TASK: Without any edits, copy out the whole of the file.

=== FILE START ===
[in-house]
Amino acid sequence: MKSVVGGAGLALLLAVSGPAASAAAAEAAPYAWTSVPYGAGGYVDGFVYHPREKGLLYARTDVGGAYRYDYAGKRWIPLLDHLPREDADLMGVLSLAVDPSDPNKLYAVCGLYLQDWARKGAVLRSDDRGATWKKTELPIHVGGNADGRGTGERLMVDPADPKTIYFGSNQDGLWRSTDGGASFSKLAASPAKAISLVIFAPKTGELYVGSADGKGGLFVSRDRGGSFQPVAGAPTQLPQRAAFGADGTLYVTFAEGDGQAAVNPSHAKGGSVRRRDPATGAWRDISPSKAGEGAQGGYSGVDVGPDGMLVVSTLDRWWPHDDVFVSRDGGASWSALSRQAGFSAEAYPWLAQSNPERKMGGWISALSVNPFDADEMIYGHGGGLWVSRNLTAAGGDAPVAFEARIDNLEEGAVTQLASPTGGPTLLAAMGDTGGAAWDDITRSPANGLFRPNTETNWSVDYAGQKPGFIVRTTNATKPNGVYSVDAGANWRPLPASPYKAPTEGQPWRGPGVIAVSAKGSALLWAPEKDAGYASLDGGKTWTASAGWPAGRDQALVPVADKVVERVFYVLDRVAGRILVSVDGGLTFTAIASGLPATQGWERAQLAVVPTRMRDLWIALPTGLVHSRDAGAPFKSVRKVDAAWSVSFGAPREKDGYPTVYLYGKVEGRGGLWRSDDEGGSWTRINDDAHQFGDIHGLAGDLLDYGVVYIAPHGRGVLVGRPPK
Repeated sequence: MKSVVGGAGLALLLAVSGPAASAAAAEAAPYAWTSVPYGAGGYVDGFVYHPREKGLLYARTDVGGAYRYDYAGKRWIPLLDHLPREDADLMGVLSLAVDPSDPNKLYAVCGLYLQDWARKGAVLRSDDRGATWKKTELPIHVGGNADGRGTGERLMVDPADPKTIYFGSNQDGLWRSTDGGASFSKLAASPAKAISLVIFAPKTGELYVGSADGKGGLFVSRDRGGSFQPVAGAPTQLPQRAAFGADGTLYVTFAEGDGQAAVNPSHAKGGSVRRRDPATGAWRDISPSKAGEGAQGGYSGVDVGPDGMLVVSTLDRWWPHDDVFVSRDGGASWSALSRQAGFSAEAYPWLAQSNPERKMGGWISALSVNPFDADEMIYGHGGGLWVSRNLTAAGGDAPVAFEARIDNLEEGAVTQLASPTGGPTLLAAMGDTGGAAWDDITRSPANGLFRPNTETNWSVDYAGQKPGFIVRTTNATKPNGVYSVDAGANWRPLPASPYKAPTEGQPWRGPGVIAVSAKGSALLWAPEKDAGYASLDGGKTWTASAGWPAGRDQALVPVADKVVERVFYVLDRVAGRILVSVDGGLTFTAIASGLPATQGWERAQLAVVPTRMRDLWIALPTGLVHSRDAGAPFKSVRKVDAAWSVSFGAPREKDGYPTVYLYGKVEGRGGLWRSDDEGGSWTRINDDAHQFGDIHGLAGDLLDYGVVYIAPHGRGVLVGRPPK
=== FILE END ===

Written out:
[in-house]
Amino acid sequence: MKSVVGGAGLALLLAVSGPAASAAAAEAAPYAWTSVPYGAGGYVDGFVYHPREKGLLYARTDVGGAYRYDYAGKRWIPLLDHLPREDADLMGVLSLAVDPSDPNKLYAVCGLYLQDWARKGAVLRSDDRGATWKKTELPIHVGGNADGRGTGERLMVDPADPKTIYFGSNQDGLWRSTDGGASFSKLAASPAKAISLVIFAPKTGELYVGSADGKGGLFVSRDRGGSFQPVAGAPTQLPQRAAFGADGTLYVTFAEGDGQAAVNPSHAKGGSVRRRDPATGAWRDISPSKAGEGAQGGYSGVDVGPDGMLVVSTLDRWWPHDDVFVSRDGGASWSALSRQAGFSAEAYPWLAQSNPERKMGGWISALSVNPFDADEMIYGHGGGLWVSRNLTAAGGDAPVAFEARIDNLEEGAVTQLASPTGGPTLLAAMGDTGGAAWDDITRSPANGLFRPNTETNWSVDYAGQKPGFIVRTTNATKPNGVYSVDAGANWRPLPASPYKAPTEGQPWRGPGVIAVSAKGSALLWAPEKDAGYASLDGGKTWTASAGWPAGRDQALVPVADKVVERVFYVLDRVAGRILVSVDGGLTFTAIASGLPATQGWERAQLAVVPTRMRDLWIALPTGLVHSRDAGAPFKSVRKVDAAWSVSFGAPREKDGYPTVYLYGKVEGRGGLWRSDDEGGSWTRINDDAHQFGDIHGLAGDLLDYGVVYIAPHGRGVLVGRPPK
Repeated sequence: MKSVVGGAGLALLLAVSGPAASAAAAEAAPYAWTSVPYGAGGYVDGFVYHPREKGLLYARTDVGGAYRYDYAGKRWIPLLDHLPREDADLMGVLSLAVDPSDPNKLYAVCGLYLQDWARKGAVLRSDDRGATWKKTELPIHVGGNADGRGTGERLMVDPADPKTIYFGSNQDGLWRSTDGGASFSKLAASPAKAISLVIFAPKTGELYVGSADGKGGLFVSRDRGGSFQPVAGAPTQLPQRAAFGADGTLYVTFAEGDGQAAVNPSHAKGGSVRRRDPATGAWRDISPSKAGEGAQGGYSGVDVGPDGMLVVSTLDRWWPHDDVFVSRDGGASWSALSRQAGFSAEAYPWLAQSNPERKMGGWISALSVNPFDADEMIYGHGGGLWVSRNLTAAGGDAPVAFEARIDNLEEGAVTQLASPTGGPTLLAAMGDTGGAAWDDITRSPANGLFRPNTETNWSVDYAGQKPGFIVRTTNATKPNGVYSVDAGANWRPLPASPYKAPTEGQPWRGPGVIAVSAKGSALLWAPEKDAGYASLDGGKTWTASAGWPAGRDQALVPVADKVVERVFYVLDRVAGRILVSVDGGLTFTAIASGLPATQGWERAQLAVVPTRMRDLWIALPTGLVHSRDAGAPFKSVRKVDAAWSVSFGAPREKDGYPTVYLYGKVEGRGGLWRSDDEGGSWTRINDDAHQFGDIHGLAGDLLDYGVVYIAPHGRGVLVGRPPK